The city of Manchester has grown from the centre outwards

The city of Manchester has grown "from the centre outwards by continuous additions on the fringe of the existing built-up area, and as new districts which adjoined the city were developed, they were incorporated by an extension of boundaries". In consequence, the city falls into four broadly concentric belts that coincide broadly with the concentric belts. The business centre is an area of one square mile in which much of the property is old and will have to be rebuilt and streets widened. The Slum Belt is a circular zone about half to two miles wide around the business centre with buildings erected before 1890 -- a mixture of houses, factories, and warehouses. The Suburban Belt falls into two concentric belts, the inner one containing by-law houses built between 1890 and 1914, that are "dreary, and depressing" but not "unhealthy or unsanitary"; the outer one containing inter-war housing estates, including the best residential districts to the south of the city and including Wythenshawe south of the Mersey.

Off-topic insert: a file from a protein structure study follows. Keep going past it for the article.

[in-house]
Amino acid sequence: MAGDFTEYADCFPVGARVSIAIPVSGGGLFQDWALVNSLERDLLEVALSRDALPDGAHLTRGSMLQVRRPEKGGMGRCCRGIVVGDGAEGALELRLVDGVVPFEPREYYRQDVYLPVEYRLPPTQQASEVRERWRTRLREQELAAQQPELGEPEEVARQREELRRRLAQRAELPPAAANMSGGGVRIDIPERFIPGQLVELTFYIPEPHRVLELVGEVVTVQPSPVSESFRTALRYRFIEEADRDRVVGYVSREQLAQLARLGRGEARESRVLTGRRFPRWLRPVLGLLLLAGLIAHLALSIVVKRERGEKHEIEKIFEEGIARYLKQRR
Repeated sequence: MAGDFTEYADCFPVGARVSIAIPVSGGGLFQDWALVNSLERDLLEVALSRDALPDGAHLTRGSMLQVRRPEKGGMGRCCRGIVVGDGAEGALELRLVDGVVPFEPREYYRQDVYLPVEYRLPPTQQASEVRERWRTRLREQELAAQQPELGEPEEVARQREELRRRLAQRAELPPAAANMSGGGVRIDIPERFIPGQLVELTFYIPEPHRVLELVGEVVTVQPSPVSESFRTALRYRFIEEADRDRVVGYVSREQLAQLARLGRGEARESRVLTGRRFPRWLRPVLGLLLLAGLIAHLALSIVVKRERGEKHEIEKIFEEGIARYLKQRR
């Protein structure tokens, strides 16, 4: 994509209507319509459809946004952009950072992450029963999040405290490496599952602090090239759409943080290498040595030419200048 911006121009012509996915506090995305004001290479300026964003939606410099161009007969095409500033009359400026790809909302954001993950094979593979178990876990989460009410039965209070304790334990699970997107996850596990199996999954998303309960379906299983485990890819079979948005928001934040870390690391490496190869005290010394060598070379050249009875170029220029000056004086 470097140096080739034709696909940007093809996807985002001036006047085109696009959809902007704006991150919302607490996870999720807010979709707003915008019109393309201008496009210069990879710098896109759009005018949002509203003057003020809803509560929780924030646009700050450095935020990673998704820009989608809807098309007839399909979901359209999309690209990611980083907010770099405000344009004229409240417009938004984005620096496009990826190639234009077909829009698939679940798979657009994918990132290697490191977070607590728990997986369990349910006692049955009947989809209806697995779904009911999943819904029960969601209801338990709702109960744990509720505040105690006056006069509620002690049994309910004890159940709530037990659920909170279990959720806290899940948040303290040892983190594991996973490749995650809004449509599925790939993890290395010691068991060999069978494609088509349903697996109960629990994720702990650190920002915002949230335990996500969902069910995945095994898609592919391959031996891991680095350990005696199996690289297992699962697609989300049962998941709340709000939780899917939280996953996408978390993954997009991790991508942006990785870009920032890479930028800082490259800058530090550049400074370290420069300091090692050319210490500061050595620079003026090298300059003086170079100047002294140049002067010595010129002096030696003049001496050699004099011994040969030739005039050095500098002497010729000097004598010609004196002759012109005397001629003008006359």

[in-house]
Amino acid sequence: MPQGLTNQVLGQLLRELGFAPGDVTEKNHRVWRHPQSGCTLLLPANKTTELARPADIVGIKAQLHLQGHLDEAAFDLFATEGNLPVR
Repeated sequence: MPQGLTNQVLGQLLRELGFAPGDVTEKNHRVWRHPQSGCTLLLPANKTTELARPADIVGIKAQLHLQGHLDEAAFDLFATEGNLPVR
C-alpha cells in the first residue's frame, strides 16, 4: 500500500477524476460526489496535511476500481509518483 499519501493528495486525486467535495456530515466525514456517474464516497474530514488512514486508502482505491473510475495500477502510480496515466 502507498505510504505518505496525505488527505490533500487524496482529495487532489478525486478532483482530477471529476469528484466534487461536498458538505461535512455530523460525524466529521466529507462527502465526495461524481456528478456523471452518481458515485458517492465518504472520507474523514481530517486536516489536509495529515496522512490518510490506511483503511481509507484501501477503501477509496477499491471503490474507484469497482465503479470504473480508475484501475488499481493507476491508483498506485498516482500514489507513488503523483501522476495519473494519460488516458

The reconstruction of the Slum Belt is the greatest problem of every British city. The scheme put forward by the City Council in Manchester aims at converting the slum belt into "a really fine, healthy, and attractive residential area" by a comprehensive replanning scheme that makes provision for new roads, parks, schools, playing fields and the best lay-out of blocks of flats at a density of forty to the acre, with the relegation of industry to the zones in which it is segregated near the railways and canals. The demand for the extension of the city's administrative boundaries is obvious. Manchester, Salford, Stretford and north Cheshire ought at least to form one administrative unit. At present the people living in the best residential districts in north Cheshire ( Bowdon, Knutsford, Alderley, Wilmslow) for the most part work in Manchester and enjoy its amenities, but escape all financial obligations for its upkeep. Moreover, the boundary between Manchester and Salford runs through the built-up area along the river Irwell and is almost contiguous with the city centre of Manchester, so that all plans for the reconstruction of Manchester -- its core, its slums, its outer fringe, its ring and radial roads and the rest -- must be dependent on some sort of adjustment to the needs and plans of the Salford town council. This state of affairs is repeated in practically every British city.

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